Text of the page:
Diabetes and Heart Disease

a man with heart disease for diabetes and heart disease article

Both diabetes and heart disease are common conditions and can be life-threatening if not addressed. However, in addition to them being dangerous of their own accord, having diabetes can actually increase your chances of having heart disease or stroke.

We explore why and how diabetes and heart disease are linked, and how we can make healthier choices in our lives to prevent these conditions.

What is Heart Disease?

Heart disease is a broad term that refers to several types of heart conditions, from an abnormal heart rhythm, congenital structural problem, to a build-up of plaques in the blood vessels of the heart.

The most common type of heart disease is coronary artery disease, which affects the blood flow to the heart. A reduction in blood flow may increase the risk of a heart attack.

What is the link between heart disease and diabetes?

Diabetes is a condition that causes higher than normal blood sugar levels in your body. Diabetes occurs when your body cannot produce sufficient insulin, a hormone made by special cells in the pancreas. Over time, high blood sugar in your body can damage your blood vessels and the nerves that control your heart and blood vessels.

Patients with diabetes have a 2 to 4-fold increased risk of having a heart attack. The longer you have diabetes, the higher the chances that you will develop heart disease. In fact, if you have diabetes, your chances of dying from heart disease are actually the same as someone who has already had a heart attack.

What else increases one’s chances of heart disease if they have diabetes? What should diabetic patients be extra careful about?

Patients with diabetes are also at increased risk of having high blood pressure, which is another key risk factor of heart disease and stroke.

Over time, diabetes can lead to serious complications, including:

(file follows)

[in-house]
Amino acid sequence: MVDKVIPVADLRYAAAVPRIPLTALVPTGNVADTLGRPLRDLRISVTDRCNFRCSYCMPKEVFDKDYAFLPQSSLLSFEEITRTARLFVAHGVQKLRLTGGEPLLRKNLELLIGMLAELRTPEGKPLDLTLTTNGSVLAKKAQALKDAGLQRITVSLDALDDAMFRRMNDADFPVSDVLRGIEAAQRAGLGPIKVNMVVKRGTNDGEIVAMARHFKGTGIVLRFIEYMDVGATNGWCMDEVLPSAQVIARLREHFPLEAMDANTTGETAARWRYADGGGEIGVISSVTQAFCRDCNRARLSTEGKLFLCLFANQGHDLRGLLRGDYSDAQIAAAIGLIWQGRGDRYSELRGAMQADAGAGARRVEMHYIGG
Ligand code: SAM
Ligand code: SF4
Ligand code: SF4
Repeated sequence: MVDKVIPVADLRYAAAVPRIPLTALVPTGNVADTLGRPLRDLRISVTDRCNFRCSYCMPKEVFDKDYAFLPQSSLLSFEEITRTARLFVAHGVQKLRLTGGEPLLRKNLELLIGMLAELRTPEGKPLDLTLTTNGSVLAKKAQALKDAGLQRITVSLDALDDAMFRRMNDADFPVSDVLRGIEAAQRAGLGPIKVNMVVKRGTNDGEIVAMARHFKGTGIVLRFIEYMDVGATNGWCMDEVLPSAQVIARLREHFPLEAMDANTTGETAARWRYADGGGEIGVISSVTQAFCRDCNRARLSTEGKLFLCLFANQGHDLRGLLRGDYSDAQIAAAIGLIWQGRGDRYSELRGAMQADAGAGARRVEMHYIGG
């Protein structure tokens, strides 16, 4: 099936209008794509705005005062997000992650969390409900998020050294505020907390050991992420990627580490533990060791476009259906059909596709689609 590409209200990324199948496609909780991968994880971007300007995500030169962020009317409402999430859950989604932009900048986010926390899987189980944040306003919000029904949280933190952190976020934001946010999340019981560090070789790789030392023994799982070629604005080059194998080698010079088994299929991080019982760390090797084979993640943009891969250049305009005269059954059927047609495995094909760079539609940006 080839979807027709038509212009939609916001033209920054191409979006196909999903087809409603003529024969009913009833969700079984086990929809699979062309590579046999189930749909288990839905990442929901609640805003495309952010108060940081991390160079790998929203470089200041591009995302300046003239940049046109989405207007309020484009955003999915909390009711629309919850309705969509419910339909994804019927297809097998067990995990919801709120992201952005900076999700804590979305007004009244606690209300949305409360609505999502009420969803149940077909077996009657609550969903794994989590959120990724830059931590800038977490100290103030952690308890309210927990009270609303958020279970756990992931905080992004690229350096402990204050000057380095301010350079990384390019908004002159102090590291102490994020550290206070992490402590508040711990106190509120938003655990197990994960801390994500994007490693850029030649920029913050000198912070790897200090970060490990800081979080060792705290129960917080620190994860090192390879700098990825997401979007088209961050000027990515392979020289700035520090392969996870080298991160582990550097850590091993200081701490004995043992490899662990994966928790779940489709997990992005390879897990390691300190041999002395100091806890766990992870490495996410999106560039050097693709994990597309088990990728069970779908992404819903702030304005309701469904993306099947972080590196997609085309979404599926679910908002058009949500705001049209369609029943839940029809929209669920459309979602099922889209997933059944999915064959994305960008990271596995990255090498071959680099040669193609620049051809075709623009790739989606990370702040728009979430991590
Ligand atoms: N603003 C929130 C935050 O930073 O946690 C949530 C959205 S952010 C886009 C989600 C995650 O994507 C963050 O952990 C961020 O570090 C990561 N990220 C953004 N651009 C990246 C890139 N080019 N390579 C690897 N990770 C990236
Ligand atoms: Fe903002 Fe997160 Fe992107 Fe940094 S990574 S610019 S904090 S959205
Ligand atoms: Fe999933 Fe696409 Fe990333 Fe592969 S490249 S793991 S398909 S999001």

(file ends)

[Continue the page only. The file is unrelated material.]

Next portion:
1. Vision loss
  2. Kidney failure
  3. Nerve damage (peripheral neuropathy)
  4. Poor wound healing

Are there tests for heart disease?

It is universally agreed that prevention is better than cure. There are many tests that can be done to detect early stages of heart disease. These include:

  1. Regular blood tests – to check your sugar and cholesterol control.
  2. ECG
  3. Echocardiogram – an ultrasound of the heart to assess the structure and function of your heart.
  4. Exercise stress test – this helps your doctor assess your risk of having a heart attack.
  5. CT coronary angiogram – This is a non-invasive test, involving CT imaging scan of the heart to assess blockages of the blood vessels of the heart.
  6. Coronary angiogram and angioplasty – This is a more invasive procedure where a catheter (a small tube) is inserted into an artery in your wrist/groin, and moved up inside the artery until it reaches your heart. This allows the doctor to take X-ray pictures to determine the severity of the blockages of the blood vessels of the heart, and for coronary angioplasty to be performed.
    Coronary angioplasty is a procedure in which a balloon/stent is used to open the blockage in the heart artery and improve the blood flow to the heart.

What can I do to take better care of my heart?

For patients with diabetes, it is important to maintain a healthy lifestyle and manage your diabetes effectively. Ways to do this include:

  • Eat a healthy diet/foods.
  • Get moving. Aim for moderate-intensity exercise for at least 30 minutes, 5 times a week.
  • Quit smoking. Smoking and exposure to second-hand smoking increase your risk of developing heart disease and stroke.
  • Maintain a healthy weight.
  • Managing your blood cholesterol and blood pressure levels.
  • Taking your medication to control diabetes as prescribed by your doctor.

Dr Leow Khang Leng Cardiologist
Dr Leow Khang Leng
Consultant Cardiologist
Nobel Heart Centre

Our Specialist
Dr Leow Khang Leng is a Consultant Cardiologist who treats various cardiac conditions such as coronary artery disease, acute myocardial infarction, valvular heart disease, heart failure and cardiac arrhythmias.

Dr Leow held many key leadership positions, including Director of Coronary Care Unit, Clinical Lead for the Cardiac Catheterization Laboratory, Director of Cardiovascular Centre, as well as the Chairman of the Pharmacy & Therapeutics Committee during his tenure at Khoo Teck Puat Hospital.

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